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Little Tiger’s Dad

A personal account of fatherhood in martial arts by Easton Training Center’s President, Mike Tousignant

I’ve been waiting for this day since before I even knew I was going to be a dad: the day my child starts Jiu Jitsu and the life long journey he will begin.

I think back to being a child and constantly feeling lost looking for sports that would scratch the itch of my wild side but also help me learn about focus and discipline. I played all of the normal events — soccer in the early years and even gymnastics. I finally settled on football as my staple that carried me into college.

Discovering wrestling along the way drastically helped with my aggression, but looking back, I always felt something was missing. As long as I could remember, I always wanted to fight, but martial arts weren’t part of my family’s culture so we never explored that option.

As I grew up and fell in love with Brazilian Jiu Jitsu, I knew it would always be there for me; I wished it had been there for me when I was struggling with bullies as a child. I vowed that I would get my children into it and do my best to encourage them to stay in it through their 18th birthday.

Image: Mike Tousignant with Toby Brunson, one of Longmont’s First Impressions Specialists

What we want for our kids

I believe in everyone finding their own path — trying out everything they can; seeing what fits them best. Yet, as a dad who wants to do best for his kids, I do have items that I know will help them out through childhood and life. 

I want my children to be kind and morally driven, resilient and confident, creative and growth-oriented, in love with reading and learning. I want them to look at problems as a challenge to overcome, not something to back away from. I want them to walk into situations, observe them and see how they can make them better. I want them to shine as a positive light when it gets dark for most.

I am sure this is what every parent wants. My wife and I tackle this task by doing things that push our kids beyond their comfort zone in all areas: music, swimming, and Jiu Jitsu, to name a few. Angela Duckworth writes in her book, Grit: The Power of Passion and Perseverance, that she has a rule in her household that everyone always has to be doing one hard thing and they aren’t allowed to quit in the middle of a season. I love the simplicity of this idea. Do hard things and don’t quit because it’s hard.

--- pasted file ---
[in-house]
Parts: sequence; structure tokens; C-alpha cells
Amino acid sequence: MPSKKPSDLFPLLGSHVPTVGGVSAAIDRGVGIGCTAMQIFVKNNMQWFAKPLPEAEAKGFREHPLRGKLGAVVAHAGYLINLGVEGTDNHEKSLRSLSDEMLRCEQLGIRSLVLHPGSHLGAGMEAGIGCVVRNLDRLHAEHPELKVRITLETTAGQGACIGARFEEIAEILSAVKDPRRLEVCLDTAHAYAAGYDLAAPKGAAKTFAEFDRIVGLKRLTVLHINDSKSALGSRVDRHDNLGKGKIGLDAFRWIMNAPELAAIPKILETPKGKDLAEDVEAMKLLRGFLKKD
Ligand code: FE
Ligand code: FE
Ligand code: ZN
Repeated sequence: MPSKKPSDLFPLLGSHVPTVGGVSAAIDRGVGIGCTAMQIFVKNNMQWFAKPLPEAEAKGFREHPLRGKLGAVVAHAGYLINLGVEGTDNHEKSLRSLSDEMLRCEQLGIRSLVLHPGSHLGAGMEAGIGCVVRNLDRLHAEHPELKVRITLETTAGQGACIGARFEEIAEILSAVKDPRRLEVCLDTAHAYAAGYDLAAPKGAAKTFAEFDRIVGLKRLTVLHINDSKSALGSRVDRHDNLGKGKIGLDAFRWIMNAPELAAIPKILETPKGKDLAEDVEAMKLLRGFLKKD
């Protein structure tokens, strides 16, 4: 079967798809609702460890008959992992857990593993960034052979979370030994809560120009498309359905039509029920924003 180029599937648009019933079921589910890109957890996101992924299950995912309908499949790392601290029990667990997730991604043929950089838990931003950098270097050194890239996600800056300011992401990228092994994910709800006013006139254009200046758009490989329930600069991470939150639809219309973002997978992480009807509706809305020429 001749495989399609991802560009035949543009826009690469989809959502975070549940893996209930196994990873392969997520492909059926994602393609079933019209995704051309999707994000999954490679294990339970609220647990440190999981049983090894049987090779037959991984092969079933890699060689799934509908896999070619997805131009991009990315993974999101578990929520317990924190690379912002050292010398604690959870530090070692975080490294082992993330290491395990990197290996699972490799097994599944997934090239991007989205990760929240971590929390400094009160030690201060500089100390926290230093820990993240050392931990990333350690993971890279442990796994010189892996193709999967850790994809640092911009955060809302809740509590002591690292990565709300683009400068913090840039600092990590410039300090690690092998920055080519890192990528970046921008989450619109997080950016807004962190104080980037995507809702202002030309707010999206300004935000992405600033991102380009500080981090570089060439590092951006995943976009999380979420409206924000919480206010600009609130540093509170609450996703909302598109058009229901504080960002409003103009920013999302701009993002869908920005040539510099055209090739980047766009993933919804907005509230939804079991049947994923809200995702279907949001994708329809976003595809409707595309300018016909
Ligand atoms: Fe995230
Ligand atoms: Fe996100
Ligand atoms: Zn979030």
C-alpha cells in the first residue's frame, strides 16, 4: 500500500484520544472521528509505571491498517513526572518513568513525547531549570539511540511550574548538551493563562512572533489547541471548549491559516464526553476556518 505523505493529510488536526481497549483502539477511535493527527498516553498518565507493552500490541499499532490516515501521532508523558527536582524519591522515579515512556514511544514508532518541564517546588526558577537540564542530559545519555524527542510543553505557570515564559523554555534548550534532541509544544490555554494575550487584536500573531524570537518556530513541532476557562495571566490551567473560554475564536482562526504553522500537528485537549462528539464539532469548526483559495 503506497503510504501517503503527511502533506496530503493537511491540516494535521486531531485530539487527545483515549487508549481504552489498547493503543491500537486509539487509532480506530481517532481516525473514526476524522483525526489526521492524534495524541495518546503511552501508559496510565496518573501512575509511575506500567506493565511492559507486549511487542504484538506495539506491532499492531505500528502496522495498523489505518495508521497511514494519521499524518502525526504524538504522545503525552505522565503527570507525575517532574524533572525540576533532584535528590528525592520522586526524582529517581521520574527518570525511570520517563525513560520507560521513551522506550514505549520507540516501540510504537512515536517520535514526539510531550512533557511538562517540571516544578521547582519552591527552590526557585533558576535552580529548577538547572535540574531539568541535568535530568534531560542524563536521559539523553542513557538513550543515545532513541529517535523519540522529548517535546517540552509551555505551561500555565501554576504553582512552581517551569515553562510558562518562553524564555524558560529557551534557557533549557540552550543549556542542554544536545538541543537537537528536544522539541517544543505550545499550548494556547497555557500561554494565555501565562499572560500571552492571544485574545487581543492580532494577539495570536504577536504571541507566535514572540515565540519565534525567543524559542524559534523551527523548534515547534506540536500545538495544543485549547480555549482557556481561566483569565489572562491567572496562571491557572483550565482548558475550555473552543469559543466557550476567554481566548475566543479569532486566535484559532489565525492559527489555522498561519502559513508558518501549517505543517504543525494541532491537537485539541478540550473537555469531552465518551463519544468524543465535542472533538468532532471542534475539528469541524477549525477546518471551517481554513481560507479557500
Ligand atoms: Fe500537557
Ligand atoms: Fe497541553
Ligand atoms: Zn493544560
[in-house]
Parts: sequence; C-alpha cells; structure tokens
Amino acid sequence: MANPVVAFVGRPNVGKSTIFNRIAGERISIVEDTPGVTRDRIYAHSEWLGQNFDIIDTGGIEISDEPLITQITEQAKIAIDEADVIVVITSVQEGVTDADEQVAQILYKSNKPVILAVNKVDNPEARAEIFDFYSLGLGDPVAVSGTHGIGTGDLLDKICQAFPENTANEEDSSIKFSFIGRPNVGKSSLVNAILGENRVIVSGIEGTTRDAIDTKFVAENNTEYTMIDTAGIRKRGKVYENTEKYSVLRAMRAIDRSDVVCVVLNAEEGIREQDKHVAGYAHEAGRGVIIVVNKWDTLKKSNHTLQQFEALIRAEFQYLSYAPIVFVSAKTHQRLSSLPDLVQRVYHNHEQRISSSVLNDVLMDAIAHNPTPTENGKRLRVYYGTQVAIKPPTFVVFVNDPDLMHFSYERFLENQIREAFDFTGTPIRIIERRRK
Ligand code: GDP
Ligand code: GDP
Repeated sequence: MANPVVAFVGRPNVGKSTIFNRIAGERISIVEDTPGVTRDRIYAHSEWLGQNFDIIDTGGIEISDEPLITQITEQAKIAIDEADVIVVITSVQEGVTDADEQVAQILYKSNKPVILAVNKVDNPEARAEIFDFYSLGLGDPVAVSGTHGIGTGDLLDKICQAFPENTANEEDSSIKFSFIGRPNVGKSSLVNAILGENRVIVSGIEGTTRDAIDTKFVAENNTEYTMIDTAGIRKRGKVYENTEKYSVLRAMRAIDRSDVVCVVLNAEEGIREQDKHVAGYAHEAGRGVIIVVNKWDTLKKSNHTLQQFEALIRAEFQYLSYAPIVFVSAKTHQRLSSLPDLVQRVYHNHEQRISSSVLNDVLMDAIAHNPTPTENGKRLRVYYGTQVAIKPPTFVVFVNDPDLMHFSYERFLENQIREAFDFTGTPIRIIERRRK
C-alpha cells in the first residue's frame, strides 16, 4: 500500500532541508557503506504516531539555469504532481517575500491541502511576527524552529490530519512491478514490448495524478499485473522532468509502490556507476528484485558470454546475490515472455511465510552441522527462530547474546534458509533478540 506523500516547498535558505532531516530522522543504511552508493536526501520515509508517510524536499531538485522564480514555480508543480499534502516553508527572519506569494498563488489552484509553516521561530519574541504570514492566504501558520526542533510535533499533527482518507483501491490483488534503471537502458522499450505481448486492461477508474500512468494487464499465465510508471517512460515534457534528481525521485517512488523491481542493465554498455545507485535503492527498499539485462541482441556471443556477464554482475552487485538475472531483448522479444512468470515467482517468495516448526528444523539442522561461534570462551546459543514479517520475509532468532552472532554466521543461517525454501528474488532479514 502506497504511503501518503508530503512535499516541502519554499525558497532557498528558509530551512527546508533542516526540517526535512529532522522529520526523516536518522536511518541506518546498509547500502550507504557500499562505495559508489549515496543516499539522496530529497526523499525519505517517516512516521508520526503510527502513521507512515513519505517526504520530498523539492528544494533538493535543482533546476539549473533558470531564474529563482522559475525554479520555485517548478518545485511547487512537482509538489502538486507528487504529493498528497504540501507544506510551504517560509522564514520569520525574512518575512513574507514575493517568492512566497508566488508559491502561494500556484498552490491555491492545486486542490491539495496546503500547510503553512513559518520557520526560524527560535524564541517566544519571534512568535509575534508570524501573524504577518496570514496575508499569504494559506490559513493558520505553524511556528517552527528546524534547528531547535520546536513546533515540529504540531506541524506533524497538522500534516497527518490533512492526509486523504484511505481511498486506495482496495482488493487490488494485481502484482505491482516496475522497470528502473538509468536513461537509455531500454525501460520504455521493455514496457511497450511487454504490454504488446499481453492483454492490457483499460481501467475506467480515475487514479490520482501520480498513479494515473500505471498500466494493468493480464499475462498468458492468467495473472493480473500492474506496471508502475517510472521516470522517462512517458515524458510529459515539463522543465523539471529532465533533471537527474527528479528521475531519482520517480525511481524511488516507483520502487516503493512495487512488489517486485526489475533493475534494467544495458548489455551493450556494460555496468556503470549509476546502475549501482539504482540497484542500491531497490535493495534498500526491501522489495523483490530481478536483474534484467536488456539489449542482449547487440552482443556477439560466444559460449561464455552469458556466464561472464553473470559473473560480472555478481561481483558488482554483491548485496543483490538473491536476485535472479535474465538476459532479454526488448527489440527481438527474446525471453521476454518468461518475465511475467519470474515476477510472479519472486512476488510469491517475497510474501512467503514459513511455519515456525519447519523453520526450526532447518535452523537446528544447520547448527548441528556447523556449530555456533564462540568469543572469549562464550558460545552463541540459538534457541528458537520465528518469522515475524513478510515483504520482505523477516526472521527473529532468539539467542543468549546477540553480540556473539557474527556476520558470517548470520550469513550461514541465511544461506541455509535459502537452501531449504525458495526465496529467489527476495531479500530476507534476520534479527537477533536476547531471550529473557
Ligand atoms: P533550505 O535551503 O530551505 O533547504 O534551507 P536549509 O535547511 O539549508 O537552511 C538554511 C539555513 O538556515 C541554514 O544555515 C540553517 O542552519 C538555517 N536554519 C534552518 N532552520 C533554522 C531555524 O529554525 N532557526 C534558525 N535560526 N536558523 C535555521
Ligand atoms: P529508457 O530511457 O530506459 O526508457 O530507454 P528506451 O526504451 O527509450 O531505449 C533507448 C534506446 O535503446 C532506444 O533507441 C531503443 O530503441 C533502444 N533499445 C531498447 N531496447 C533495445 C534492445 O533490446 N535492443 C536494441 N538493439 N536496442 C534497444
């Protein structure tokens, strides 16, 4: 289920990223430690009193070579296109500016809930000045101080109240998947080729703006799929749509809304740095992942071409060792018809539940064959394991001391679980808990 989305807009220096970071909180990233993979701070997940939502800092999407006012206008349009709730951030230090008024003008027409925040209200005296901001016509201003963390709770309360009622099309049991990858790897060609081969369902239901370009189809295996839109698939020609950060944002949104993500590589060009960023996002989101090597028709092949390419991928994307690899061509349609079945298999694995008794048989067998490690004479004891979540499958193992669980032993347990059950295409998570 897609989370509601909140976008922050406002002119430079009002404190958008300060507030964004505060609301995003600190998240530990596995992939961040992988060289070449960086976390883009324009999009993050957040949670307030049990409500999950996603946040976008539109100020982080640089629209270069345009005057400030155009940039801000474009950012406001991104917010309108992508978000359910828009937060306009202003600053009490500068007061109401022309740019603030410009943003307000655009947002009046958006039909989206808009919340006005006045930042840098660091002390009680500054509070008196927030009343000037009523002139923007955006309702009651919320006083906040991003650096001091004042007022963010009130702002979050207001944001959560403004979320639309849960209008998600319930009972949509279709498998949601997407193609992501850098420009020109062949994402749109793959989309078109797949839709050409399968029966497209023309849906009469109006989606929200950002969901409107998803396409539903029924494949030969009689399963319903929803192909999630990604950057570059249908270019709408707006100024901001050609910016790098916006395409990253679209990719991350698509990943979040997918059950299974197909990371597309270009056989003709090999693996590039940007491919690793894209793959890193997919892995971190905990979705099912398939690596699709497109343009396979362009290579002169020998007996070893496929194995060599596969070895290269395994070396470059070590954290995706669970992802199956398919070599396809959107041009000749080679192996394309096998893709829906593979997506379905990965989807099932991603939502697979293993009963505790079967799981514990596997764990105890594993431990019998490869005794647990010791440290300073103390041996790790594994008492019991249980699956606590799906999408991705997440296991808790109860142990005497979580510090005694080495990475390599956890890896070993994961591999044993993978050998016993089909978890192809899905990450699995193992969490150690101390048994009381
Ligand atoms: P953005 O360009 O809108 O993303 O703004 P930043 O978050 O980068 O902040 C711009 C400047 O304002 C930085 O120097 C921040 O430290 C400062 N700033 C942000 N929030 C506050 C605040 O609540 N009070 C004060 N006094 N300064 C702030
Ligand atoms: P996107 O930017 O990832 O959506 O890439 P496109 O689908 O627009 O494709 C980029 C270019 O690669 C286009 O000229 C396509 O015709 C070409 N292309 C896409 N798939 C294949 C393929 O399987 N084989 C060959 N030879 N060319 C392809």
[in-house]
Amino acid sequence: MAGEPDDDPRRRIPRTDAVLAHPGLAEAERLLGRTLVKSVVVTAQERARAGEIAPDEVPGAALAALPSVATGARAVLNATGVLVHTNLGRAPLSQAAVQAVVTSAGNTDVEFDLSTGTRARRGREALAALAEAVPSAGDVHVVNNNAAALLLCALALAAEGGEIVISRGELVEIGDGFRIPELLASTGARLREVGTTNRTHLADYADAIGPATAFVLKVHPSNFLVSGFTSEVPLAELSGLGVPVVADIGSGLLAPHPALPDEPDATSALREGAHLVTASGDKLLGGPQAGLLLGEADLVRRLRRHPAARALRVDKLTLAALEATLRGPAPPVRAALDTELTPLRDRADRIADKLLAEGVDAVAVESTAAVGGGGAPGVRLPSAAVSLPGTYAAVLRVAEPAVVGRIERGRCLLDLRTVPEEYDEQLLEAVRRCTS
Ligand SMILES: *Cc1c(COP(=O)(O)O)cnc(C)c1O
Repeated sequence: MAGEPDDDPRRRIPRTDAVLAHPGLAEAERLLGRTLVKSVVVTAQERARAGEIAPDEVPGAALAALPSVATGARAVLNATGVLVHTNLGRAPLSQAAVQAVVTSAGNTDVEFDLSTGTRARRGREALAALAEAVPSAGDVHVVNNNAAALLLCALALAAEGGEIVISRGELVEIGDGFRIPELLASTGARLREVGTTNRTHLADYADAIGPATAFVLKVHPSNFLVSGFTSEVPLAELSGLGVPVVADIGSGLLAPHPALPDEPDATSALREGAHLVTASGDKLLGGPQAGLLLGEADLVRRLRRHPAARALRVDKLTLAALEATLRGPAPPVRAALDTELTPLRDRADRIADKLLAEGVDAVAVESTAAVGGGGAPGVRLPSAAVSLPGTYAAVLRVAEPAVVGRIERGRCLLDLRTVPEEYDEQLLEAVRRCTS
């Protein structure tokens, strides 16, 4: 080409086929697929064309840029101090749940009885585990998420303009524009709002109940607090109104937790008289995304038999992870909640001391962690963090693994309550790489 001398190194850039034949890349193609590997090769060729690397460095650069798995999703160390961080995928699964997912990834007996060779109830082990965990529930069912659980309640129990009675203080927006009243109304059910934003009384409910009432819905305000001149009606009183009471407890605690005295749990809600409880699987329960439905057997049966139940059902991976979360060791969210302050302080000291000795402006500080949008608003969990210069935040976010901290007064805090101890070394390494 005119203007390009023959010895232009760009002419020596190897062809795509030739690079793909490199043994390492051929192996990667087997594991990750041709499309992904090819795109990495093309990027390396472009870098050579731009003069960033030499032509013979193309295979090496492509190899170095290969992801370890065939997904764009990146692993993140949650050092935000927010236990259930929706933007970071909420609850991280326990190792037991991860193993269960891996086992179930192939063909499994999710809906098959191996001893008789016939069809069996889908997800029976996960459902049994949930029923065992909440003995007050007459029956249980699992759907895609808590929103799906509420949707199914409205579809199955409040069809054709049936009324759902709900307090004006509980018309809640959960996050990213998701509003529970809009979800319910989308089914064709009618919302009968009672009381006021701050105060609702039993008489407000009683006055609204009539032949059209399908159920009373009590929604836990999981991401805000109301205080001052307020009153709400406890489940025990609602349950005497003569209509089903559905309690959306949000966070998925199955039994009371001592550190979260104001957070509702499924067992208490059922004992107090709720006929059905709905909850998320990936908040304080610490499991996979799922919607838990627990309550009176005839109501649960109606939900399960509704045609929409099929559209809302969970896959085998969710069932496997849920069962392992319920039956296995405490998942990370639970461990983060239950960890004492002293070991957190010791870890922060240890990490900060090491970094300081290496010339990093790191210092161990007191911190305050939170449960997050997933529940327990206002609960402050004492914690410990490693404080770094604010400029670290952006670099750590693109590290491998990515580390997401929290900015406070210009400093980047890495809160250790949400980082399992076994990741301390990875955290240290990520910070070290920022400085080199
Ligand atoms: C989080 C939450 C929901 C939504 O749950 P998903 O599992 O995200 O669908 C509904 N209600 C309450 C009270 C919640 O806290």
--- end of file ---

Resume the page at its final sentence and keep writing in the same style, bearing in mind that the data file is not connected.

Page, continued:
Jiu Jitsu and my son

Calvin, Mike’s son

I begin with an idea that resonates with my own inner child — an idea that screams at me to identify my needs then, and ask myself: can I, now, help my son meet his?

Can I help facilitate a process that will open his eyes and help him realize he can build confidence, strength and camaraderie on the mats? 

My son, Calvin, is four years old, and his first day in Jiu Jitsu class was brilliant. He was scared, timid, lost, confused — all the things. But once Dad was out of sight, he quickly adapted to the class and fell for the teaching, the instructor, the whole experience.

As the president of Easton, it can be challenging to simply watch a class. I’m constantly looking for problems or improvement where I should just enjoy the beauty of the process — the students growing, the teachers improving, and the parent’s reactions. On Calvin’s first day, I actually hid in the office and peaked through the blinds to watch class. 

After that first class, we realized he needed a few more months before he was ready to start and went back to consistent classes six months later, when he was a bit older.

Now Calvin goes to Little Tigers with other four- to six-year-olds two times a week and couldn’t be happier. As I write this blog, he just received his first stripe on his white belt and I didn’t realize how proud I would be to experience the joy of Jiu Jitsu in my own son’s eyes.

I myself have a black belt in Jiu Jitsu and have now been training for 15 years. Jiu Jitsu has changed my life completely, and I’m unbelievably ecstatic that both my sons will get the chance to walk their own paths on the mats. I can’t wait to see who they become regardless of where they go in life, but I can guarantee that having martial arts as part of their life throughout childhood will benefit them massively. 

Easton’s Kids Program

Easton has a brilliant staff of instructors that live and breathe Jiu Jitsu and Muay Thai. The academy doesn’t hire instructors from outside, but rather discovers them through their love of training in their programs. Kids Program staff often show a natural aptitude for teaching children and an intrinsic understanding of their needs, as well as those of the parents.

My son goes to Easton Longmont, where Jordan Shipman holds down the fort as its highly experienced General Manager and Jen Mills runs the Kids Program. Even though the school itself is relatively young, having just opened up in January 2020 before the pandemic hit, the team they’ve put together comes second to none.

Their passion for the kids on the mat is infectious, and their Jiu Jitsu knowledge far exceeds their belt levels. Both Jordan and Jen also spend more time on the mats than many seasoned competitors, which shows me as a parent that I’m making the right choice for my child.

If you are reading this as a member of our community who has children that haven’t tried a class yet, I implore you to set up an orientation at one of our seven locations in Colorado. See what your kid thinks; see what you think. And ask all the questions — our staff is more than ready to help. 

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